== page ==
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A Beginner's Guide to the Balance Sheet 6 Table 1. A Simple Balance Sheet for One Item. Balance Sheet for 31 December 200X Assets Liabilities Item 100,000 Liability 80,000 Equity20,000 Total $100,000 Total $100,000 Table 2. Current Assets, 31 December 200X Current Assets Cash 20,000 Certificate of Deposit 10,000 Accounts Receivable 20,000 Crops for Sale 10,000 Steers for Sale 20,000 Supplies 20,000 Total $100,000 Table 3. Intermediate Assets, 31 December 200X. Intermediate Assets Tractors (2) 180,000 Trucks (2) 40,000 Pole Barns 20,000 Breeding Stock 50,000 Field Equipment 10,000 Total $300,000 Table 4. Long-Term Assets, 31 December 200X. Long-Term Assets Barn 100,000 Lane 400,000 Mature Fruit Trees 100,000 Total $600,000

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A Beginner's Guide to the Balance Sheet 7 Table 5. Current Liabilities, 31 March 200X. Current Liabilities Chemical company 1,500 Local equipment/supplies distributor 500 XXX Fuel 500 Mortgage payments (land) 3,000 Mortgage payments (buildings) 4,500 Tractor payments due in next quarter 10,000 Truck payments due in next quarter 5,000 Labor expense 20,000 Insurance payments for next quarter 5,000 Total $50,000 Table 6. Intermediate Liabilities, 31 March 200X. Intermediate Liabilities Tractors 170,000 Trucks 30,000 Total $200,000 Table 7. Long-Term Liabilities, 31 March 2000X. Long-Term Liabilities Barn 100,000 Land 200,000 Total $300,000 Table 8. Balance Sheet Example, 31 December 200X. Assets Liabilities Current Current Cash and equivalents 45,000 Mortgage payments due in next quarter10,000 Accounts receivable 20,000 Tractor payments due in next quarter10,000 Inventory 35,000 Truck payments due in next quarter 5,000 Labor expense for next quarter 20,000 Insurance payments due in next quarter 5,000 Total $100,000 Total $50,000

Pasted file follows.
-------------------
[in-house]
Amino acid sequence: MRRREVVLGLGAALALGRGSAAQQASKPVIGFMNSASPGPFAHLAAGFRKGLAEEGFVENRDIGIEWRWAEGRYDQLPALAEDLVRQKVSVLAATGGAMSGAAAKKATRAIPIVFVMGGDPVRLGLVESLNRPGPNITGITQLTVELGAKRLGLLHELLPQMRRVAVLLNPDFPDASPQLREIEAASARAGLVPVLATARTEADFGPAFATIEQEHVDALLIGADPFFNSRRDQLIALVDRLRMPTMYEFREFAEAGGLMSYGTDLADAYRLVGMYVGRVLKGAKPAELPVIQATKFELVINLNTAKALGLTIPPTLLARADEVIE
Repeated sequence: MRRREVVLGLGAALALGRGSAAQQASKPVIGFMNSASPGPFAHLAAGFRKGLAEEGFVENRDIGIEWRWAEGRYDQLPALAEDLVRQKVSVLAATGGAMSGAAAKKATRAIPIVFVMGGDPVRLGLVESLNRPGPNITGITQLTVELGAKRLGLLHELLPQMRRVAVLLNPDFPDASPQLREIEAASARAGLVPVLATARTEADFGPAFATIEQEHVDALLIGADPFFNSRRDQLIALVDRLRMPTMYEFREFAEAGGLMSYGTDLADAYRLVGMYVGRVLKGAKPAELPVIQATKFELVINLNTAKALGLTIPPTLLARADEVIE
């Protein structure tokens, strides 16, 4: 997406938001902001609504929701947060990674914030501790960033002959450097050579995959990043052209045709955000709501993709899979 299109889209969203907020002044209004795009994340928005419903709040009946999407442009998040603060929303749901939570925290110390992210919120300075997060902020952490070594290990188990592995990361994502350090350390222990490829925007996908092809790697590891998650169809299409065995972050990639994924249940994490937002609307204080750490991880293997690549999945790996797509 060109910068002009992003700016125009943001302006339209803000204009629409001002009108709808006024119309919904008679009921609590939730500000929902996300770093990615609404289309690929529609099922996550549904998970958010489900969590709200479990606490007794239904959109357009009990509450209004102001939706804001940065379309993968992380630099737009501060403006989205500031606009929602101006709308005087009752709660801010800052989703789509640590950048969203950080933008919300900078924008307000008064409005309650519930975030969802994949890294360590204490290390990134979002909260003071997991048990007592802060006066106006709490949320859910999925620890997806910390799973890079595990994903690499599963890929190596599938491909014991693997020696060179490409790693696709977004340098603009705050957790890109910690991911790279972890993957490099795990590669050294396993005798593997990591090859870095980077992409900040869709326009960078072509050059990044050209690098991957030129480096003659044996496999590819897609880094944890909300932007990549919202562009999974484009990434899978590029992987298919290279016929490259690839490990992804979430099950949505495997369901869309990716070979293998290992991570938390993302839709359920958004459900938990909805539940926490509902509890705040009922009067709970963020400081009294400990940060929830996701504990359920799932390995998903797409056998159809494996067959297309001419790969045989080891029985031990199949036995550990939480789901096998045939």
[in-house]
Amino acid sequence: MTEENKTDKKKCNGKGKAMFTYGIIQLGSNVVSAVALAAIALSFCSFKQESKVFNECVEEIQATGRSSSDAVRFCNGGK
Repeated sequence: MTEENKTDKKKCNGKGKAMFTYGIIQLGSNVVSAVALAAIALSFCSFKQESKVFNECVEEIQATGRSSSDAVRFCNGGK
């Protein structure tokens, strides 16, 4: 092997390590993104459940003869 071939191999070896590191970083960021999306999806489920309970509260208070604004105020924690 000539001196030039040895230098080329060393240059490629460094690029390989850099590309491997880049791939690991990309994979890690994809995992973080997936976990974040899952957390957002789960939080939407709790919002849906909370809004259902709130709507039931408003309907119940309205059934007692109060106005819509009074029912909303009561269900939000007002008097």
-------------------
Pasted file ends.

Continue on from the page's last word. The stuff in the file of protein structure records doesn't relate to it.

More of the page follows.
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A Beginner's Guide to the Balance Sheet 8 Table 8. Balance Sheet Example, 31 December 200X. Intermediate Intermediate Tractors (2) 180,000 Tractor loans outstanding 170,000 Trucks (2) 40,000 Truck loans outstanding 30,000 Pole Barns 20,000 New Fruit Trees 50,000 Field Equipment 10,000 Total $300,000 Total $200,000 Long-Term Long-Term Land 400,000 Mortgage on land 200,000 Barn 200,000 Mortgage on barn 100,000 Total $600,000 Total $300,000 Total Liabilities 550,000 Equity 450,000 Total $1,000,000 Total $1,000,000 Table 9. Comparison of Two Balance Sheets (A). ($'000) Balance Sheet #1 START Balance Sheet #2 END Assets Liabilities + Equity AssetsLiabilities + Equity L = 0 L = 0 E = 4,000 E = 4,000 Total $4,000 $4,000 Total $4,800 $4,800 Table 10. Comparison of Two Balance Sheets (B). ($'000) Balance Sheet # 1 START Balance Sheet #2 END Assets Liabilities + Equity Assets Liabilities + Equity L = 3,000 L = 3,000 E = 1,000 E = 1,800 Total$4,000 $4,000 Total$4,800 $4,800

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A Beginner's Guide to the Balance Sheet 9 Table 11. Comparison of Two Balance Sheets (C). ($'000) Balance Sheet #1 START Balance Sheet #2 END Assets Liabilities + Equity Assets Liabilities + Equity L = 3,000 L = 3,000 E = 1,000 E = 200 Total$4,000 $4,000 Total$3,200 $3,200